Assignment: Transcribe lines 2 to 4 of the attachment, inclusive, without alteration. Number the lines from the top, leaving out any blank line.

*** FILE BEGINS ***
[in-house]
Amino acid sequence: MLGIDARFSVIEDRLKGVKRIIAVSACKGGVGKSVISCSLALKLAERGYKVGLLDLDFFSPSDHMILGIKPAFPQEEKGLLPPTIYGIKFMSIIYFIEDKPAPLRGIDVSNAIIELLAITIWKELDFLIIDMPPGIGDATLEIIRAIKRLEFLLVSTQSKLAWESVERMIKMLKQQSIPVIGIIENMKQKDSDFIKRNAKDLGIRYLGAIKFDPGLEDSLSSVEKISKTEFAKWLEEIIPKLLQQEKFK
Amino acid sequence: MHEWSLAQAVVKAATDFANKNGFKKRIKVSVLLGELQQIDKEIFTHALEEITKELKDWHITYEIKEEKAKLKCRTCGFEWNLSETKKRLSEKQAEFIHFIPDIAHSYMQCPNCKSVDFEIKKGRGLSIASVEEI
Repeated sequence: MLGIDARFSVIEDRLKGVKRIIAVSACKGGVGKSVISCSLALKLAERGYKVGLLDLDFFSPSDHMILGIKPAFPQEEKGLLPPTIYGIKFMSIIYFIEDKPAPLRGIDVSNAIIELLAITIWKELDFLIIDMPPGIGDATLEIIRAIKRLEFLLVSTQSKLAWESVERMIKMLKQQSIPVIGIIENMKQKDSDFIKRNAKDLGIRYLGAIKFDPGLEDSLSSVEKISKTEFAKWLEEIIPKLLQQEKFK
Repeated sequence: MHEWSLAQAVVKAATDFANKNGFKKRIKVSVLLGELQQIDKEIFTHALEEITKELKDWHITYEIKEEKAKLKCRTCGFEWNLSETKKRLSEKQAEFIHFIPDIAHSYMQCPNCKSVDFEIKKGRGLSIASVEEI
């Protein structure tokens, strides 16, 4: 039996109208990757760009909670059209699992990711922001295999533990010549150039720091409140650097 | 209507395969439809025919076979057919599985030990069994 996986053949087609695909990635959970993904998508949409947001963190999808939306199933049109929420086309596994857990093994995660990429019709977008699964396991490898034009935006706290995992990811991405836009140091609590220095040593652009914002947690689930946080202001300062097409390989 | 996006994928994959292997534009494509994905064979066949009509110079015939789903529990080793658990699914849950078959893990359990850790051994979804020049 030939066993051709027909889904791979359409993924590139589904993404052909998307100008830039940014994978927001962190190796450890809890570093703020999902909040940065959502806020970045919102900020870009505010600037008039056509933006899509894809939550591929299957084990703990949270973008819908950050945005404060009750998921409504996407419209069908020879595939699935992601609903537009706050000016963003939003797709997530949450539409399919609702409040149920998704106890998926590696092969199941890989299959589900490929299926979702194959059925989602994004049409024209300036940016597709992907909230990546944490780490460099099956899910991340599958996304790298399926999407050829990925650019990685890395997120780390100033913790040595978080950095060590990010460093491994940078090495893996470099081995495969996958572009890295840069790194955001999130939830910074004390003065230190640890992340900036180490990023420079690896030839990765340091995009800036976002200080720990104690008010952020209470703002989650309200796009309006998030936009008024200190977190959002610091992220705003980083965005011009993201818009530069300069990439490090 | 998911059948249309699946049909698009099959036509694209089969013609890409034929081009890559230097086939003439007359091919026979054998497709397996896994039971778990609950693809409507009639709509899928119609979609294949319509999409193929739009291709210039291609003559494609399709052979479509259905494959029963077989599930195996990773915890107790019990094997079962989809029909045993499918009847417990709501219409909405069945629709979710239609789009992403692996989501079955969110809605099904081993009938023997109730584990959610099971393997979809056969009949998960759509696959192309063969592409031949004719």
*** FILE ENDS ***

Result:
Amino acid sequence: MLGIDARFSVIEDRLKGVKRIIAVSACKGGVGKSVISCSLALKLAERGYKVGLLDLDFFSPSDHMILGIKPAFPQEEKGLLPPTIYGIKFMSIIYFIEDKPAPLRGIDVSNAIIELLAITIWKELDFLIIDMPPGIGDATLEIIRAIKRLEFLLVSTQSKLAWESVERMIKMLKQQSIPVIGIIENMKQKDSDFIKRNAKDLGIRYLGAIKFDPGLEDSLSSVEKISKTEFAKWLEEIIPKLLQQEKFK
Amino acid sequence: MHEWSLAQAVVKAATDFANKNGFKKRIKVSVLLGELQQIDKEIFTHALEEITKELKDWHITYEIKEEKAKLKCRTCGFEWNLSETKKRLSEKQAEFIHFIPDIAHSYMQCPNCKSVDFEIKKGRGLSIASVEEI
Repeated sequence: MLGIDARFSVIEDRLKGVKRIIAVSACKGGVGKSVISCSLALKLAERGYKVGLLDLDFFSPSDHMILGIKPAFPQEEKGLLPPTIYGIKFMSIIYFIEDKPAPLRGIDVSNAIIELLAITIWKELDFLIIDMPPGIGDATLEIIRAIKRLEFLLVSTQSKLAWESVERMIKMLKQQSIPVIGIIENMKQKDSDFIKRNAKDLGIRYLGAIKFDPGLEDSLSSVEKISKTEFAKWLEEIIPKLLQQEKFK